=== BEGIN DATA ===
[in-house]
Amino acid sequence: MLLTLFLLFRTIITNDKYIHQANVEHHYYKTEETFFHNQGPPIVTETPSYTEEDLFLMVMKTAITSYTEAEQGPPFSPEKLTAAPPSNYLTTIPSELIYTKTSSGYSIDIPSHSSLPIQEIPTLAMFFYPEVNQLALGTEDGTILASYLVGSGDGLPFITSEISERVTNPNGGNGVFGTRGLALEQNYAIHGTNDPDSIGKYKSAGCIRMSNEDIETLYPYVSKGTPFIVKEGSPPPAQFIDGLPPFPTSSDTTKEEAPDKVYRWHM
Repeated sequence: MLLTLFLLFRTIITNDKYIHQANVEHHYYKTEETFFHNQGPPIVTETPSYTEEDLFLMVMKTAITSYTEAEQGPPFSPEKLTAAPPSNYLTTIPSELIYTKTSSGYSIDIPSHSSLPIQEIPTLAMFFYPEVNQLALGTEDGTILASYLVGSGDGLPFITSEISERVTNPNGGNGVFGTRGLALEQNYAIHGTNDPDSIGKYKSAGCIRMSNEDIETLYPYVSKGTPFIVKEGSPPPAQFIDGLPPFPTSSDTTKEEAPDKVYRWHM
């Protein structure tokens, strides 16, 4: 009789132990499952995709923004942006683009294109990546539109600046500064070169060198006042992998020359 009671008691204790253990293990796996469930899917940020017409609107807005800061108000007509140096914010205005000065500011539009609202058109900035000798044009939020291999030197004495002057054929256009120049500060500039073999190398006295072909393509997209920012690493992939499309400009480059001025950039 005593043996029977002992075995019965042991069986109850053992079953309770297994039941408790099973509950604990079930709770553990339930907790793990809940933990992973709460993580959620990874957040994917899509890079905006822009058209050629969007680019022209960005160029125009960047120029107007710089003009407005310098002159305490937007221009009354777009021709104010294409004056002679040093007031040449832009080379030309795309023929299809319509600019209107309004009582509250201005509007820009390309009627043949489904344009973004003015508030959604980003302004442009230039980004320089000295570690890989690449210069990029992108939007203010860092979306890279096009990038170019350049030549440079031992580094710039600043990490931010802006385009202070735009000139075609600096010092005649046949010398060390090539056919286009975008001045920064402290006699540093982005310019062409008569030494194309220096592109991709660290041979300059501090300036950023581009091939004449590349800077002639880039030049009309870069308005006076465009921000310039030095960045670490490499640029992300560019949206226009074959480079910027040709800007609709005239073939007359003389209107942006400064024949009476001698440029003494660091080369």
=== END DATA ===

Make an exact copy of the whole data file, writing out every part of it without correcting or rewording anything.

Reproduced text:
[in-house]
Amino acid sequence: MLLTLFLLFRTIITNDKYIHQANVEHHYYKTEETFFHNQGPPIVTETPSYTEEDLFLMVMKTAITSYTEAEQGPPFSPEKLTAAPPSNYLTTIPSELIYTKTSSGYSIDIPSHSSLPIQEIPTLAMFFYPEVNQLALGTEDGTILASYLVGSGDGLPFITSEISERVTNPNGGNGVFGTRGLALEQNYAIHGTNDPDSIGKYKSAGCIRMSNEDIETLYPYVSKGTPFIVKEGSPPPAQFIDGLPPFPTSSDTTKEEAPDKVYRWHM
Repeated sequence: MLLTLFLLFRTIITNDKYIHQANVEHHYYKTEETFFHNQGPPIVTETPSYTEEDLFLMVMKTAITSYTEAEQGPPFSPEKLTAAPPSNYLTTIPSELIYTKTSSGYSIDIPSHSSLPIQEIPTLAMFFYPEVNQLALGTEDGTILASYLVGSGDGLPFITSEISERVTNPNGGNGVFGTRGLALEQNYAIHGTNDPDSIGKYKSAGCIRMSNEDIETLYPYVSKGTPFIVKEGSPPPAQFIDGLPPFPTSSDTTKEEAPDKVYRWHM
């Protein structure tokens, strides 16, 4: 009789132990499952995709923004942006683009294109990546539109600046500064070169060198006042992998020359 009671008691204790253990293990796996469930899917940020017409609107807005800061108000007509140096914010205005000065500011539009609202058109900035000798044009939020291999030197004495002057054929256009120049500060500039073999190398006295072909393509997209920012690493992939499309400009480059001025950039 005593043996029977002992075995019965042991069986109850053992079953309770297994039941408790099973509950604990079930709770553990339930907790793990809940933990992973709460993580959620990874957040994917899509890079905006822009058209050629969007680019022209960005160029125009960047120029107007710089003009407005310098002159305490937007221009009354777009021709104010294409004056002679040093007031040449832009080379030309795309023929299809319509600019209107309004009582509250201005509007820009390309009627043949489904344009973004003015508030959604980003302004442009230039980004320089000295570690890989690449210069990029992108939007203010860092979306890279096009990038170019350049030549440079031992580094710039600043990490931010802006385009202070735009000139075609600096010092005649046949010398060390090539056919286009975008001045920064402290006699540093982005310019062409008569030494194309220096592109991709660290041979300059501090300036950023581009091939004449590349800077002639880039030049009309870069308005006076465009921000310039030095960045670490490499640029992300560019949206226009074959480079910027040709800007609709005239073939007359003389209107942006400064024949009476001698440029003494660091080369």